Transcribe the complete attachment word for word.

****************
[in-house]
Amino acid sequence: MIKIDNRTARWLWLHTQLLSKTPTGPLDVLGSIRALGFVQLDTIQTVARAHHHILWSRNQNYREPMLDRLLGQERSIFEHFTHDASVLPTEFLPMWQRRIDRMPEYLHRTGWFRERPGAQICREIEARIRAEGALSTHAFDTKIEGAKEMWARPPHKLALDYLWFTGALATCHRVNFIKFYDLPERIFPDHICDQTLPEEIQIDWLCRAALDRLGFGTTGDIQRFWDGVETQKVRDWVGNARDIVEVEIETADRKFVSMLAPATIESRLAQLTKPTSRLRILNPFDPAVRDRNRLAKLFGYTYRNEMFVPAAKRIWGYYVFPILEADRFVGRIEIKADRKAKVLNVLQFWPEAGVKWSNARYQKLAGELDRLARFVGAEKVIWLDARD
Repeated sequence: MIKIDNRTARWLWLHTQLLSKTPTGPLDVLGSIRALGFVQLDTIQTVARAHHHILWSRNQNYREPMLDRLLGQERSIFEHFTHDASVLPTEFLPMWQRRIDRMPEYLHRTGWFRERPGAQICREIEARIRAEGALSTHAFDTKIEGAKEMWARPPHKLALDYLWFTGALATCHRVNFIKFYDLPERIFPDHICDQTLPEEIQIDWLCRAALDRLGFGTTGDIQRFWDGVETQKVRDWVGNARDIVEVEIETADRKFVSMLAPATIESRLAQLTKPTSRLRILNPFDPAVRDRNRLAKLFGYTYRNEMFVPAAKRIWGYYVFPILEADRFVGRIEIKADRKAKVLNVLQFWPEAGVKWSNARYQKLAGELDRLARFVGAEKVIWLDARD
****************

[in-house]
Amino acid sequence: MIKIDNRTARWLWLHTQLLSKTPTGPLDVLGSIRALGFVQLDTIQTVARAHHHILWSRNQNYREPMLDRLLGQERSIFEHFTHDASVLPTEFLPMWQRRIDRMPEYLHRTGWFRERPGAQICREIEARIRAEGALSTHAFDTKIEGAKEMWARPPHKLALDYLWFTGALATCHRVNFIKFYDLPERIFPDHICDQTLPEEIQIDWLCRAALDRLGFGTTGDIQRFWDGVETQKVRDWVGNARDIVEVEIETADRKFVSMLAPATIESRLAQLTKPTSRLRILNPFDPAVRDRNRLAKLFGYTYRNEMFVPAAKRIWGYYVFPILEADRFVGRIEIKADRKAKVLNVLQFWPEAGVKWSNARYQKLAGELDRLARFVGAEKVIWLDARD
Repeated sequence: MIKIDNRTARWLWLHTQLLSKTPTGPLDVLGSIRALGFVQLDTIQTVARAHHHILWSRNQNYREPMLDRLLGQERSIFEHFTHDASVLPTEFLPMWQRRIDRMPEYLHRTGWFRERPGAQICREIEARIRAEGALSTHAFDTKIEGAKEMWARPPHKLALDYLWFTGALATCHRVNFIKFYDLPERIFPDHICDQTLPEEIQIDWLCRAALDRLGFGTTGDIQRFWDGVETQKVRDWVGNARDIVEVEIETADRKFVSMLAPATIESRLAQLTKPTSRLRILNPFDPAVRDRNRLAKLFGYTYRNEMFVPAAKRIWGYYVFPILEADRFVGRIEIKADRKAKVLNVLQFWPEAGVKWSNARYQKLAGELDRLARFVGAEKVIWLDARD